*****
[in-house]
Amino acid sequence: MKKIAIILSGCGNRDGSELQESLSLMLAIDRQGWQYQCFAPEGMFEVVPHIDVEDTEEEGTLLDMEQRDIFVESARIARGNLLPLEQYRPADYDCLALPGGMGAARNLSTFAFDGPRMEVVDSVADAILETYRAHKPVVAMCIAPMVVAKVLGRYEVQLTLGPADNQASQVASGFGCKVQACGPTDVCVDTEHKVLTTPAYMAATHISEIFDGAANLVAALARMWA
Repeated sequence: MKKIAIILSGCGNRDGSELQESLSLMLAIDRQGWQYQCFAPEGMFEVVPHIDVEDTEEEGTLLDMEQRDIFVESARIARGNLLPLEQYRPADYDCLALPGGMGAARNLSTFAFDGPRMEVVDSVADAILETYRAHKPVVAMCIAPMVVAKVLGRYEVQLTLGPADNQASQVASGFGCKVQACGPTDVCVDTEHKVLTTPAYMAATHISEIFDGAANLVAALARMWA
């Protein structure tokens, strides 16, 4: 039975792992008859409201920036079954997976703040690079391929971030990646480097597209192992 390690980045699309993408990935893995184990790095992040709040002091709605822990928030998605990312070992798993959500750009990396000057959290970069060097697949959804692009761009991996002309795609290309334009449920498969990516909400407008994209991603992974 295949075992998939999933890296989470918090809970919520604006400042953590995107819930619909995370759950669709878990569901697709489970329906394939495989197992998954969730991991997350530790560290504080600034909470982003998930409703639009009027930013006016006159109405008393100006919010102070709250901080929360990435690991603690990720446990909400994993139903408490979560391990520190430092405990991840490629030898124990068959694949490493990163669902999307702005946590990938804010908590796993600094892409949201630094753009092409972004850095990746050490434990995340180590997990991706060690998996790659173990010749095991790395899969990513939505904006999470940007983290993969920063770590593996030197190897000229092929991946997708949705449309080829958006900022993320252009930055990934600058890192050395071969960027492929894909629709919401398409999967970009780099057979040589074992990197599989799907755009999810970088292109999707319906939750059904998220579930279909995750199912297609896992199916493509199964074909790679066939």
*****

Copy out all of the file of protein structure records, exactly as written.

[in-house]
Amino acid sequence: MKKIAIILSGCGNRDGSELQESLSLMLAIDRQGWQYQCFAPEGMFEVVPHIDVEDTEEEGTLLDMEQRDIFVESARIARGNLLPLEQYRPADYDCLALPGGMGAARNLSTFAFDGPRMEVVDSVADAILETYRAHKPVVAMCIAPMVVAKVLGRYEVQLTLGPADNQASQVASGFGCKVQACGPTDVCVDTEHKVLTTPAYMAATHISEIFDGAANLVAALARMWA
Repeated sequence: MKKIAIILSGCGNRDGSELQESLSLMLAIDRQGWQYQCFAPEGMFEVVPHIDVEDTEEEGTLLDMEQRDIFVESARIARGNLLPLEQYRPADYDCLALPGGMGAARNLSTFAFDGPRMEVVDSVADAILETYRAHKPVVAMCIAPMVVAKVLGRYEVQLTLGPADNQASQVASGFGCKVQACGPTDVCVDTEHKVLTTPAYMAATHISEIFDGAANLVAALARMWA
């Protein structure tokens, strides 16, 4: 039975792992008859409201920036079954997976703040690079391929971030990646480097597209192992 390690980045699309993408990935893995184990790095992040709040002091709605822990928030998605990312070992798993959500750009990396000057959290970069060097697949959804692009761009991996002309795609290309334009449920498969990516909400407008994209991603992974 295949075992998939999933890296989470918090809970919520604006400042953590995107819930619909995370759950669709878990569901697709489970329906394939495989197992998954969730991991997350530790560290504080600034909470982003998930409703639009009027930013006016006159109405008393100006919010102070709250901080929360990435690991603690990720446990909400994993139903408490979560391990520190430092405990991840490629030898124990068959694949490493990163669902999307702005946590990938804010908590796993600094892409949201630094753009092409972004850095990746050490434990995340180590997990991706060690998996790659173990010749095991790395899969990513939505904006999470940007983290993969920063770590593996030197190897000229092929991946997708949705449309080829958006900022993320252009930055990934600058890192050395071969960027492929894909629709919401398409999967970009780099057979040589074992990197599989799907755009999810970088292109999707319906939750059904998220579930279909995750199912297609896992199916493509199964074909790679066939």